In the digital age, people have quickly become accustomed to shopping in innovative and streamlined ways. As a result, their expectations are higher.
This provides more opportunity for companies to tailor their marketing specifically for the niche groups in their industry, or even with their own customer base.
Many businesses are already well on their way in this regard, developing new products and services based on the findings from machine learning software.
Baidu are developing a service known as Deep Voice, which can reportedly generate entirely synthetic human voices. This software learns from human speakers, modifying the pitch, tone, and pronunciation to create accurate – and eerie – imitations.
In terms of marketing, this project may well change the landscape of voice search applications, which is expected to grow considerably in the near future.
Artificial intelligence and machine learning are often mentioned in the same breath, but there is a significant difference. Machine learning doesn’t try to outsmart and usurp human intellect. Instead, it focuses on analyzing problems and processes and finding a way to optimize them.
A popular way that many marketers practice this is through A/B testing.
Whether it’s email subject lines, Facebook ad graphics, or an article headline, A/B tests allow marketing departments to try out various options and garner the results to determine which connects best with the audience.
This method of using machine learning in marketing proves valuable with segmented marketing campaigns. Companies can use the feedback to provide more targeted content, ultimately collaborating with machines to optimize content and services.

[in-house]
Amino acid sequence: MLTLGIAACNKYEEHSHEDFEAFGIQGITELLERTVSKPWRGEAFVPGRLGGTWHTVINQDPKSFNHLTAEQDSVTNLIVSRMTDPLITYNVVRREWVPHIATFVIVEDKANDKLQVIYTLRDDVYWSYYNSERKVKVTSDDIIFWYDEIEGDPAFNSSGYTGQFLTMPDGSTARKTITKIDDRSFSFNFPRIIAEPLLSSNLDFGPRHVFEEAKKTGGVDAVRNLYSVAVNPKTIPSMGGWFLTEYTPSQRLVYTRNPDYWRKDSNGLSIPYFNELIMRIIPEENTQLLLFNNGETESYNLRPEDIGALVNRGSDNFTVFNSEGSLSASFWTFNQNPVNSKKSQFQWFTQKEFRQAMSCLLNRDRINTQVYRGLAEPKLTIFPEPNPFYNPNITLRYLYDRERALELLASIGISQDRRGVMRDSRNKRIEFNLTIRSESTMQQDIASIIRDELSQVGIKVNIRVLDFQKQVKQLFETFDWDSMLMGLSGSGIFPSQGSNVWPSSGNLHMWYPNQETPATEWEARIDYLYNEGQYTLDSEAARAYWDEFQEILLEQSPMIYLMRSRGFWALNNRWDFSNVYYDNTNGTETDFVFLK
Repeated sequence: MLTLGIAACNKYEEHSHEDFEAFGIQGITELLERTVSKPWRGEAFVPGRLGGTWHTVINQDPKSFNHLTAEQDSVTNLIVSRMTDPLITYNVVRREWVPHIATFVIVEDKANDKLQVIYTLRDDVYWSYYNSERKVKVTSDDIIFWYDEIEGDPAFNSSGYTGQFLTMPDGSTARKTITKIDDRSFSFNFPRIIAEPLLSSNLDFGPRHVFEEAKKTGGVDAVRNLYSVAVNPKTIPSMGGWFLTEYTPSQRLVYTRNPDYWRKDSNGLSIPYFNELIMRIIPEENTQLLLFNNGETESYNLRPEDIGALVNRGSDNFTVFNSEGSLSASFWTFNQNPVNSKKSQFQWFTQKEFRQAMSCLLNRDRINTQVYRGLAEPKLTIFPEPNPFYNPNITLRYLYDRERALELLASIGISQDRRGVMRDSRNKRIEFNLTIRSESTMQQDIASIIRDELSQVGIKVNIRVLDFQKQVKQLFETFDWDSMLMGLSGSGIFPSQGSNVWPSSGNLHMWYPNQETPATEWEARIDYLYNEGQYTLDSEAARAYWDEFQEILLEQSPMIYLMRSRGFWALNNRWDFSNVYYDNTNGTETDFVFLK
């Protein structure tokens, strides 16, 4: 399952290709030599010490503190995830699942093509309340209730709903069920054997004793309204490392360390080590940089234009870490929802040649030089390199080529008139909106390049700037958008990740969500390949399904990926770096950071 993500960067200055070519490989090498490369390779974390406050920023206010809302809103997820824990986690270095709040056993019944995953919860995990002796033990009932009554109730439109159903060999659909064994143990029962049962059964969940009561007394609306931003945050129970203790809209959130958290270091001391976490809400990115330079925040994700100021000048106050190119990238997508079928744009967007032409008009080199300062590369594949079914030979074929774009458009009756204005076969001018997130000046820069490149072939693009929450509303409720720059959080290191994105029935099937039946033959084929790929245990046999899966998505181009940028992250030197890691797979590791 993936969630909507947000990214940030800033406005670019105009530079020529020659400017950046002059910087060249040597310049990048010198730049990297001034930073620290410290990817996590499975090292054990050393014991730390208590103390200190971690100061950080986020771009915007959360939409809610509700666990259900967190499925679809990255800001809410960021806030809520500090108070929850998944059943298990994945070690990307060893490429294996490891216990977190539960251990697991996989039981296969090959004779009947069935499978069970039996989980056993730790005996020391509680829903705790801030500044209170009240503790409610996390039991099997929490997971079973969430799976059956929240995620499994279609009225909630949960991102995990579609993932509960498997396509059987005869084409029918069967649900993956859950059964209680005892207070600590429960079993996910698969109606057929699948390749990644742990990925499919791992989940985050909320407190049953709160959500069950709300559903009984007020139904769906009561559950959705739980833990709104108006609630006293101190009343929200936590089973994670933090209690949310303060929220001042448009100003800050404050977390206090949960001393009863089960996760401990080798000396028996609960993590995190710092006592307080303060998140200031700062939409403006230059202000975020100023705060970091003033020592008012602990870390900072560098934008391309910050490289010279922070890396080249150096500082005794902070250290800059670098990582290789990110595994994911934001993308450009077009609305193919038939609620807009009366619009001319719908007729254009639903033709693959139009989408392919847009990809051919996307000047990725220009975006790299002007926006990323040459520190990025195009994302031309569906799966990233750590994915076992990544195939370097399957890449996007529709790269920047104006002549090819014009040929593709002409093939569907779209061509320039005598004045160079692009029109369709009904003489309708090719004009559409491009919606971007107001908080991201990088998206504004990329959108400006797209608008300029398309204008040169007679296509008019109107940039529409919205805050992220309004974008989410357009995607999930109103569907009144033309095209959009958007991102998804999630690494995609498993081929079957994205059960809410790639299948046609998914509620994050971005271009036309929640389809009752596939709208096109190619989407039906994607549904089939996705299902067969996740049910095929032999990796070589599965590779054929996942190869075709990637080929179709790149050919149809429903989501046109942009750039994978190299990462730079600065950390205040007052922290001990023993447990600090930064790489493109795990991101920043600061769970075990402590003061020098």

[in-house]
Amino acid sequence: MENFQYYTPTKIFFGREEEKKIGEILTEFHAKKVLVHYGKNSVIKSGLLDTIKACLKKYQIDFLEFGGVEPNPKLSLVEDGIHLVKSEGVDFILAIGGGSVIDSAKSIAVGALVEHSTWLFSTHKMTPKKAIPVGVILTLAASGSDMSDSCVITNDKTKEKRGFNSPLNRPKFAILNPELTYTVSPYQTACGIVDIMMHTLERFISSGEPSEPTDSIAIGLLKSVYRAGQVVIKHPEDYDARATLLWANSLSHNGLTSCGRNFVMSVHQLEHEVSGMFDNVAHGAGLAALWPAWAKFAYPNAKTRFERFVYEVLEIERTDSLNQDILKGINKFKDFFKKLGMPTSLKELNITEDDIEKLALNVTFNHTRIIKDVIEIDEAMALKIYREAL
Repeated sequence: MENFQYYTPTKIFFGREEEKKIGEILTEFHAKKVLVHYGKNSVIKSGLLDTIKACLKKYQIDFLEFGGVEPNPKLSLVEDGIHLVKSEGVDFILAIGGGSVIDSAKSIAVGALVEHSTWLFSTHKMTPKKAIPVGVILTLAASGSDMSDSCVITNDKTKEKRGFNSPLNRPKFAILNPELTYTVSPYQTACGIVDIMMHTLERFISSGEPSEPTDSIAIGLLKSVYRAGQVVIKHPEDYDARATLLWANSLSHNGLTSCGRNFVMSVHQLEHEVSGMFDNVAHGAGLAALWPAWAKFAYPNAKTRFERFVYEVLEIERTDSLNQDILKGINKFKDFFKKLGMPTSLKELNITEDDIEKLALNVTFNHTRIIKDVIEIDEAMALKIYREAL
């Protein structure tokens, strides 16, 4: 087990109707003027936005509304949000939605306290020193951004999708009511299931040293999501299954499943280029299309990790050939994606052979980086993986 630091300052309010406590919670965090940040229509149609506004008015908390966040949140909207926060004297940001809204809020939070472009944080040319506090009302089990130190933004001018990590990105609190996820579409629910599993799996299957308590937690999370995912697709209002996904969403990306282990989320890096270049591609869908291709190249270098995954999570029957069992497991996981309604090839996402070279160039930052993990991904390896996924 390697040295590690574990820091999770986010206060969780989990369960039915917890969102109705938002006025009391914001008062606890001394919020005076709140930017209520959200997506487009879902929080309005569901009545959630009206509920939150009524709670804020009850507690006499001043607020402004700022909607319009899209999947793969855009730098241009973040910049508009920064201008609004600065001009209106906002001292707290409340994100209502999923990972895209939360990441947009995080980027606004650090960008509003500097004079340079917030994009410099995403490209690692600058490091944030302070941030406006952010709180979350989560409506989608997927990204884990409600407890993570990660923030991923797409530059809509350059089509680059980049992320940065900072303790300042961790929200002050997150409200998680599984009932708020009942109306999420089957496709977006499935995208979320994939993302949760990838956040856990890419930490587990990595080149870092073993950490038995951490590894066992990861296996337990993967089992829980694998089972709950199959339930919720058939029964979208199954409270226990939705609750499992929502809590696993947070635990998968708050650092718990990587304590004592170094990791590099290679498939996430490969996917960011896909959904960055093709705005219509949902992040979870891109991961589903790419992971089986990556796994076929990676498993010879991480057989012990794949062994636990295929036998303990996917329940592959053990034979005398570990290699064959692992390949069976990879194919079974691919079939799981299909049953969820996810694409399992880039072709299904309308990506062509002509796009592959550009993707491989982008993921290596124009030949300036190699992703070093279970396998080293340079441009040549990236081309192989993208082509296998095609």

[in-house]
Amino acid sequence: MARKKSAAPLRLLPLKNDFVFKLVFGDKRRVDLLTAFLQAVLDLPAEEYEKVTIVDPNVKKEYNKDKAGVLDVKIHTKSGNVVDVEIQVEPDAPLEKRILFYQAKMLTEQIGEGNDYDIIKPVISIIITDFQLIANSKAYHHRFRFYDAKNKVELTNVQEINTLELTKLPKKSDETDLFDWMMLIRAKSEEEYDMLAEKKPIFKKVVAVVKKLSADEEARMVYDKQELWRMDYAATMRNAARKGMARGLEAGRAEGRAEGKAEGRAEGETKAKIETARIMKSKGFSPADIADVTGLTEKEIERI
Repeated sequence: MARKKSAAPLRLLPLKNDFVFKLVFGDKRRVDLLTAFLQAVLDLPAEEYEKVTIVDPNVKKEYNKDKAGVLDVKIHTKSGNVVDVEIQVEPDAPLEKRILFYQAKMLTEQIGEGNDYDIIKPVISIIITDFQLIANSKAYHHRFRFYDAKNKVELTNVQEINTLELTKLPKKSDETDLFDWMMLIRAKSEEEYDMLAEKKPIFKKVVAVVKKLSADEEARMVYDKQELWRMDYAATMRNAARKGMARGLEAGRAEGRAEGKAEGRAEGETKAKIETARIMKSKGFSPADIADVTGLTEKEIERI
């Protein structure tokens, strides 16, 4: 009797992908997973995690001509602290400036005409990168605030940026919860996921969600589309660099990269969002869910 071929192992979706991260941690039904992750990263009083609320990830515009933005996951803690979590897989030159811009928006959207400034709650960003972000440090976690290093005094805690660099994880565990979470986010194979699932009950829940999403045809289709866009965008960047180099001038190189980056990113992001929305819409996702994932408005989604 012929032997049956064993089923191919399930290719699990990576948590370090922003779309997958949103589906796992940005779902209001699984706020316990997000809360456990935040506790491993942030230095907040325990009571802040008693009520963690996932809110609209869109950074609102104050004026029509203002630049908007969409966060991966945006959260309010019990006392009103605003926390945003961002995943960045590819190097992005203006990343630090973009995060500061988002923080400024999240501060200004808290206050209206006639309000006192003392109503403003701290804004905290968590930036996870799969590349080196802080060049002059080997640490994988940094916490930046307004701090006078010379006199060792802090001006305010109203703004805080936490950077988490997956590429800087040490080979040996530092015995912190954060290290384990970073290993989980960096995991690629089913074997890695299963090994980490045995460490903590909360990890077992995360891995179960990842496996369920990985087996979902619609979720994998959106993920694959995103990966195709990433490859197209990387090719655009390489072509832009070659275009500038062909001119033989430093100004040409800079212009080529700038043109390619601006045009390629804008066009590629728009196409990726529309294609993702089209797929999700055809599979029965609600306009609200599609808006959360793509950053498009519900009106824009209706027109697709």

Possibly the best example of this is Google Rank Brain. Its ability to learn from the searcher intent has made the search engine giant an incredibly efficient service, consistently improving in the accuracy of its results depending on the context of each query.
People want brands to care about them. So much so, that 52% of customers are likely to switch brands if they don’t feel a company is making enough effort to personalize their messaging.
Amazon’s aforementioned success with e-commerce personalization is built upon machine learning. They harvest the huge reams of data on their customer’s online behaviors, interests, and past purchases to tailor the online shopping experience.
Everything from the emails to the product offers is personalized, along with every touchpoint in the buying journey.
It may seem somewhat ironic, but machine learning helps to create a more human experience.
E-commerce personalization makes customers feel more important, with the experience carefully crafted to cater to their needs and interests.